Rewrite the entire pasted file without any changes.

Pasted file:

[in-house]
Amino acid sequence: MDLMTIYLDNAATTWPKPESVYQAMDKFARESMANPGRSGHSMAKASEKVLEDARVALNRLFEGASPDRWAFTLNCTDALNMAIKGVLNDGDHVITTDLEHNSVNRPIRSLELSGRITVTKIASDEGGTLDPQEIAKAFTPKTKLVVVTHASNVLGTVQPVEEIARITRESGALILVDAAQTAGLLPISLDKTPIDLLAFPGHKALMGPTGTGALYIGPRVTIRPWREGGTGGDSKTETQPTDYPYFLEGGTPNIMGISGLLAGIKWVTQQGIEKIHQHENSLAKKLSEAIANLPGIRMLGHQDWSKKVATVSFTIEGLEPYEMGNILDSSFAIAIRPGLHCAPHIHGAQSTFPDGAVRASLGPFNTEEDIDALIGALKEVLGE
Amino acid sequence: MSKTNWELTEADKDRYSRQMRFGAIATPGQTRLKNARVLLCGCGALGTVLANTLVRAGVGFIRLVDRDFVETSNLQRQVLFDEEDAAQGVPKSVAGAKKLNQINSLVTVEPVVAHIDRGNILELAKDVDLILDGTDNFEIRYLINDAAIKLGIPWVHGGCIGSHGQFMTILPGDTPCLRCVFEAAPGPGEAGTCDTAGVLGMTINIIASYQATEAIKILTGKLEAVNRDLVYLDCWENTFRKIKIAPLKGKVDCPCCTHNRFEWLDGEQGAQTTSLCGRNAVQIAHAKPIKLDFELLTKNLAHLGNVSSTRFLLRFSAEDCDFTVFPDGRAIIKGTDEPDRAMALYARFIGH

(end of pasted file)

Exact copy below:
[in-house]
Amino acid sequence: MDLMTIYLDNAATTWPKPESVYQAMDKFARESMANPGRSGHSMAKASEKVLEDARVALNRLFEGASPDRWAFTLNCTDALNMAIKGVLNDGDHVITTDLEHNSVNRPIRSLELSGRITVTKIASDEGGTLDPQEIAKAFTPKTKLVVVTHASNVLGTVQPVEEIARITRESGALILVDAAQTAGLLPISLDKTPIDLLAFPGHKALMGPTGTGALYIGPRVTIRPWREGGTGGDSKTETQPTDYPYFLEGGTPNIMGISGLLAGIKWVTQQGIEKIHQHENSLAKKLSEAIANLPGIRMLGHQDWSKKVATVSFTIEGLEPYEMGNILDSSFAIAIRPGLHCAPHIHGAQSTFPDGAVRASLGPFNTEEDIDALIGALKEVLGE
Amino acid sequence: MSKTNWELTEADKDRYSRQMRFGAIATPGQTRLKNARVLLCGCGALGTVLANTLVRAGVGFIRLVDRDFVETSNLQRQVLFDEEDAAQGVPKSVAGAKKLNQINSLVTVEPVVAHIDRGNILELAKDVDLILDGTDNFEIRYLINDAAIKLGIPWVHGGCIGSHGQFMTILPGDTPCLRCVFEAAPGPGEAGTCDTAGVLGMTINIIASYQATEAIKILTGKLEAVNRDLVYLDCWENTFRKIKIAPLKGKVDCPCCTHNRFEWLDGEQGAQTTSLCGRNAVQIAHAKPIKLDFELLTKNLAHLGNVSSTRFLLRFSAEDCDFTVFPDGRAIIKGTDEPDRAMALYARFIGH